Build your own cloud
Given that storage is the NAS’s speciality and that it’s not hard to make your NAS accessible across the internet, it’s no surprise that many NAS manufacturers have the likes of Dropbox, OneDrive and Google Drive in their sights. You can upload and download files through a browser-based UI or sync folders using a desktop client, and WD in particular has long made this a key feature of its My Cloud home and business devices. NAS storage is also much, much cheaper than cloud storage, and you have control of your data (although that means you also have more obligations to secure it if you’re in a business storing anyone’s personal data). Qnap, Synology and Asustor all have their own equivalents, while most NAS appliances will allow you to install an ownCloud server app and access it through ownCloud’s desktop and mobile clients.
Test and develop
If you are developing web-based or server-side applications, a NAS can make a cheap and effective development and testing platform. Not only will many NAS devices install a range of languages and APIs as apps, but also a full web or local server software stack. You will also find apps for project management and version-tracking, including Git, along with apps to build, deploy and manage containerised applications, using established technologies such as Docker or Kubernetes. You might not want to scale up into live services from your NAS server, but you’ve got all you need to get your code up and running.
Build your own website with a CMS
WordPress, Joomla and Drupal can all be found within many NAS app stores, with the NAS installing everything you need to run the most popular content management systems. You can get your website up and running, try different templates, start adding content and test all of the basic functions, and while you probably don’t want to run a website across your own internet connection – in fact, there are good commercial and technical reasons not to – you can get it up and running and then migrate it over to a hosted platform. You can then continue to use the version on your NAS as a testbed for further development.
Store, share and show your photos
When you take a lot of photos across cameras and smartphones, you can end up with your shots all over the place. Add the other members of your household and it’s easy to lose a whole holiday’s worth of photos. Obviously, using cloud photo services such as Flickr or Google Photos helps, but then you face storage limitations or quality restrictions, particularly if you want to avoid a subscription. With a NAS appliance you can store all your photos centrally and stream them to a range of devices and digital photo frames in the home. Some, such as Synology’s Moments app, will even use AI tools to sort and tag your shots, using facial recognition to pick out the friends and family members that keep turning up.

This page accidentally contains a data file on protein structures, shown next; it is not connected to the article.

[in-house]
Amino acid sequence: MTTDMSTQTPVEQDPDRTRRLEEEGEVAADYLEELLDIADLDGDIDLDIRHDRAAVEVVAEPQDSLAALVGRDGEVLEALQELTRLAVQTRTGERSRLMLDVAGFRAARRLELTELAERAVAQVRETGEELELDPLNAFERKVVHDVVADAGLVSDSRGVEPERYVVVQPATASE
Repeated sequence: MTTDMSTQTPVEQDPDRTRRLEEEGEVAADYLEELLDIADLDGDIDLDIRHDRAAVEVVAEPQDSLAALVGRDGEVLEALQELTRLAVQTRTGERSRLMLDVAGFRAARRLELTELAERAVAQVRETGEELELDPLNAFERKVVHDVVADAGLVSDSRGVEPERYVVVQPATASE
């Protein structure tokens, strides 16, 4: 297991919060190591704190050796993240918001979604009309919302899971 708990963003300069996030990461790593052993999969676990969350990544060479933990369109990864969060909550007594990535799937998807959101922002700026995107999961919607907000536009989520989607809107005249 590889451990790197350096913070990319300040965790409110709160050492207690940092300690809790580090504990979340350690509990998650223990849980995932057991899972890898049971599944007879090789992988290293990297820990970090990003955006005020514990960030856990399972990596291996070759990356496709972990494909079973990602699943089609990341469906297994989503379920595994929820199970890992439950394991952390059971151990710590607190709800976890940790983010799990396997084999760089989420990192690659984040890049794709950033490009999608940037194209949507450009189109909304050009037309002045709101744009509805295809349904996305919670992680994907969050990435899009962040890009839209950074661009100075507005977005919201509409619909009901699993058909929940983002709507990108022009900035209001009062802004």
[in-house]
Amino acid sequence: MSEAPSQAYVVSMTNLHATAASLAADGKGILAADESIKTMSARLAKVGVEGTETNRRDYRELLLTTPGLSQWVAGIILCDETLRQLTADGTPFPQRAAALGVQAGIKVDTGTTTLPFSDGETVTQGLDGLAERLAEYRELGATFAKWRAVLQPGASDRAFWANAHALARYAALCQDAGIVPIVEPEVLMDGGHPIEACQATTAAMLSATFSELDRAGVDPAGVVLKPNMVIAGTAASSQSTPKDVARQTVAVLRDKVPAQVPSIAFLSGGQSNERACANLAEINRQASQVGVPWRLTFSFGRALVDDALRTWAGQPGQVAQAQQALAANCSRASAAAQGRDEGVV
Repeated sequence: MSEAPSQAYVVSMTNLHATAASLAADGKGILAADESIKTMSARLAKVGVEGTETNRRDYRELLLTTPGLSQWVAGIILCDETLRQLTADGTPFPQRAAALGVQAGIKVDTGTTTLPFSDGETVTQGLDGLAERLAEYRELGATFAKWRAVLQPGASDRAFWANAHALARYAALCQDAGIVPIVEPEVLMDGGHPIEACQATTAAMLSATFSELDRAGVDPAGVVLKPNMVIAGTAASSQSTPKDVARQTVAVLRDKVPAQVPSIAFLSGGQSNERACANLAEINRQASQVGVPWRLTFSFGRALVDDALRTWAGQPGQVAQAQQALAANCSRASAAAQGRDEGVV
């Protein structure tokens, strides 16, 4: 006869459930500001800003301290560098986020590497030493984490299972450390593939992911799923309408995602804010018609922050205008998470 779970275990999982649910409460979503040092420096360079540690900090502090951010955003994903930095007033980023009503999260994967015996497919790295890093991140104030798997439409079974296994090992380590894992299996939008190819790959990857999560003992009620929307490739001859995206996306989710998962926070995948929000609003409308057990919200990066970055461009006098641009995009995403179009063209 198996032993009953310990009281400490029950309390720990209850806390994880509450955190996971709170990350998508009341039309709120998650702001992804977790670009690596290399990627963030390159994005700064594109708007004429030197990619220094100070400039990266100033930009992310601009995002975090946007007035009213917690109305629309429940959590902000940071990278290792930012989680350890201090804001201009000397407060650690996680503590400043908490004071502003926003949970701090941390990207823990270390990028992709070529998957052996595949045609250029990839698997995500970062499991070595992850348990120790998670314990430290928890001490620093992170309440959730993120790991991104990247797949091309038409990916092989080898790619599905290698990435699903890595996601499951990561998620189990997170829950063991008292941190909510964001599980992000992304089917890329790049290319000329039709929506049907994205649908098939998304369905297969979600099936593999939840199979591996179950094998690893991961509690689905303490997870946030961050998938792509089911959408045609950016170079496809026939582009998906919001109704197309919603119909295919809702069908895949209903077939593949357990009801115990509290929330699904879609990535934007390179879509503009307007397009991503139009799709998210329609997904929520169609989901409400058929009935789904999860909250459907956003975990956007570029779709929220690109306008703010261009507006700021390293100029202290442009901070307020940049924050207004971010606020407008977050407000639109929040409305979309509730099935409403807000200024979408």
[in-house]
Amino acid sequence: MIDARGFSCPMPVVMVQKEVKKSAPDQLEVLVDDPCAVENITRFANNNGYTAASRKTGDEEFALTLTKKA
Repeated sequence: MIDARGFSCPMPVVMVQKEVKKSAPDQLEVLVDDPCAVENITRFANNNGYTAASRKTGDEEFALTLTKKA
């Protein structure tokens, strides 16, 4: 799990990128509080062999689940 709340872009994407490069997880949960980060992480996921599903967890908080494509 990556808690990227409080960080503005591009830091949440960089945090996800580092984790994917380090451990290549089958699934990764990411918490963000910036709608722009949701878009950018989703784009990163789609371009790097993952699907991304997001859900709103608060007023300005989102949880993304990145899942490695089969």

Play Big Brother and safeguard your office
Cheap IP cameras are easy to get hold of – although they’re not always 100% secure. With a NAS and the right app, you can centralise the feeds of most mainstream options into one control panel, manage recordings, get a live view and even get alerts on suspicious behaviour. With the best apps, you can even get a live feed from your mobile device – handy if you want to keep an eye on your pets, equipment, stock or property when you’ve left your premises or you’re not at home. What’s more, a NAS plus a bunch of cameras can be much, much cheaper than a ready-made security solution – and you’re in complete control.
In This Article
- 1Back up your files with these top NAS drives
- 212 wonderful things you can do with a NAS - currently reading
- 3Six steps to NAS nirvana
- 4Asustor Nimbustor AS5304T review: Not your average NAS
- 5Buffalo TeraStation 3220 review: Built to get the job done
- 6Qnap TS-251B-4G review: A credible low-cost option
- 7Synology DS218+ review: A top two-bay NAS
- 8Synology DS1019+ review: One of the best NASes you can buy
- 9TerraMaster F2-210 review: Cheap and surprisingly versatile
- 10TerraMaster F5-221 review: A big NAS on a small budget
- 11Western Digital My Cloud Business DL4100 (4TB) review: Long in the tooth
- 12Western Digital My Cloud Duo (4TB) review: A different kind of NAS
Preparing for long-term remote working after COVID-19
Learn how to safely and securely enable your remote workforceDownload now
Cloud vs on-premise storage: What’s right for you?
Key considerations driving document storage decisions for businessesDownload now
Staying ahead of the game in the world of data
Create successful marketing campaigns by understanding your customers betterDownload now
Solutions that facilitate work at full speedDownload now